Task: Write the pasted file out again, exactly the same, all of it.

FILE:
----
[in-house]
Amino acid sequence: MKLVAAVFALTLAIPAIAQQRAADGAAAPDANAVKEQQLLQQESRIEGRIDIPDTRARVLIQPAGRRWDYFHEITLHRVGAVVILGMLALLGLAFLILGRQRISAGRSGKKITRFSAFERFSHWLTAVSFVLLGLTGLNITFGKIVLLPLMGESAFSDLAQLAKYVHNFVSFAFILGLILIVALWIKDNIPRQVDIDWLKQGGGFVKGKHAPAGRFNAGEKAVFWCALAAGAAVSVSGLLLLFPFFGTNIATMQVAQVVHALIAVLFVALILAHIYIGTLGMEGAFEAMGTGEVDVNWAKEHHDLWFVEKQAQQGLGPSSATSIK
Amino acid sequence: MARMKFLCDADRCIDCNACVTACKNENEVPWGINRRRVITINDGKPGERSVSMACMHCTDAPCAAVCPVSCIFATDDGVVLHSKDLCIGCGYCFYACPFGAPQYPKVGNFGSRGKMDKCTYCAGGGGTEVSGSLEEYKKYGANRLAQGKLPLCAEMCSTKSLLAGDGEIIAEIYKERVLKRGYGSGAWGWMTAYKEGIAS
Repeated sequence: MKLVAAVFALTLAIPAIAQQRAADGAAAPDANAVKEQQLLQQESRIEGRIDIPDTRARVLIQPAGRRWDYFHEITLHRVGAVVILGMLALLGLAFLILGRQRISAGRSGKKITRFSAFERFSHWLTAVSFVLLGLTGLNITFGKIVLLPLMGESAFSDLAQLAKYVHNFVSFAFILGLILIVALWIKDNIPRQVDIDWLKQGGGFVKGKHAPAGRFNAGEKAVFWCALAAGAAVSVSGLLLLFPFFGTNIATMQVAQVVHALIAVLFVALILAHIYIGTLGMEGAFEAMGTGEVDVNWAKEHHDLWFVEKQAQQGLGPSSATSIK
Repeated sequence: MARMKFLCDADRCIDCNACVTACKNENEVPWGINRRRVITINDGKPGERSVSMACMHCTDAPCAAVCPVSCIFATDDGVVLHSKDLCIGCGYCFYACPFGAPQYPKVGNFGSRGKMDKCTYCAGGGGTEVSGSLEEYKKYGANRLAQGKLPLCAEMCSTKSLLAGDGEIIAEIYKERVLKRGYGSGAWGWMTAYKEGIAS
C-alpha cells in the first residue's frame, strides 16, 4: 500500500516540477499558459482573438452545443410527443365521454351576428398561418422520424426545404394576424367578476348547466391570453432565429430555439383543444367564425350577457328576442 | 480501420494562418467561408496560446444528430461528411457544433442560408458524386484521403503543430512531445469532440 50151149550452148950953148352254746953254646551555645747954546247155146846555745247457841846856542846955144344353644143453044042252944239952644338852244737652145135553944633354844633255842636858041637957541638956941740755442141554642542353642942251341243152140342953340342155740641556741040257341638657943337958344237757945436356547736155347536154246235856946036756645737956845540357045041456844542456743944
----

[in-house]
Amino acid sequence: MKLVAAVFALTLAIPAIAQQRAADGAAAPDANAVKEQQLLQQESRIEGRIDIPDTRARVLIQPAGRRWDYFHEITLHRVGAVVILGMLALLGLAFLILGRQRISAGRSGKKITRFSAFERFSHWLTAVSFVLLGLTGLNITFGKIVLLPLMGESAFSDLAQLAKYVHNFVSFAFILGLILIVALWIKDNIPRQVDIDWLKQGGGFVKGKHAPAGRFNAGEKAVFWCALAAGAAVSVSGLLLLFPFFGTNIATMQVAQVVHALIAVLFVALILAHIYIGTLGMEGAFEAMGTGEVDVNWAKEHHDLWFVEKQAQQGLGPSSATSIK
Amino acid sequence: MARMKFLCDADRCIDCNACVTACKNENEVPWGINRRRVITINDGKPGERSVSMACMHCTDAPCAAVCPVSCIFATDDGVVLHSKDLCIGCGYCFYACPFGAPQYPKVGNFGSRGKMDKCTYCAGGGGTEVSGSLEEYKKYGANRLAQGKLPLCAEMCSTKSLLAGDGEIIAEIYKERVLKRGYGSGAWGWMTAYKEGIAS
Repeated sequence: MKLVAAVFALTLAIPAIAQQRAADGAAAPDANAVKEQQLLQQESRIEGRIDIPDTRARVLIQPAGRRWDYFHEITLHRVGAVVILGMLALLGLAFLILGRQRISAGRSGKKITRFSAFERFSHWLTAVSFVLLGLTGLNITFGKIVLLPLMGESAFSDLAQLAKYVHNFVSFAFILGLILIVALWIKDNIPRQVDIDWLKQGGGFVKGKHAPAGRFNAGEKAVFWCALAAGAAVSVSGLLLLFPFFGTNIATMQVAQVVHALIAVLFVALILAHIYIGTLGMEGAFEAMGTGEVDVNWAKEHHDLWFVEKQAQQGLGPSSATSIK
Repeated sequence: MARMKFLCDADRCIDCNACVTACKNENEVPWGINRRRVITINDGKPGERSVSMACMHCTDAPCAAVCPVSCIFATDDGVVLHSKDLCIGCGYCFYACPFGAPQYPKVGNFGSRGKMDKCTYCAGGGGTEVSGSLEEYKKYGANRLAQGKLPLCAEMCSTKSLLAGDGEIIAEIYKERVLKRGYGSGAWGWMTAYKEGIAS
C-alpha cells in the first residue's frame, strides 16, 4: 500500500516540477499558459482573438452545443410527443365521454351576428398561418422520424426545404394576424367578476348547466391570453432565429430555439383543444367564425350577457328576442 | 480501420494562418467561408496560446444528430461528411457544433442560408458524386484521403503543430512531445469532440 50151149550452148950953148352254746953254646551555645747954546247155146846555745247457841846856542846955144344353644143453044042252944239952644338852244737652145135553944633354844633255842636858041637957541638956941740755442141554642542353642942251341243152140342953340342155740641556741040257341638657943337958344237757945436356547736155347536154246235856946036756645737956845540357045041456844542456743944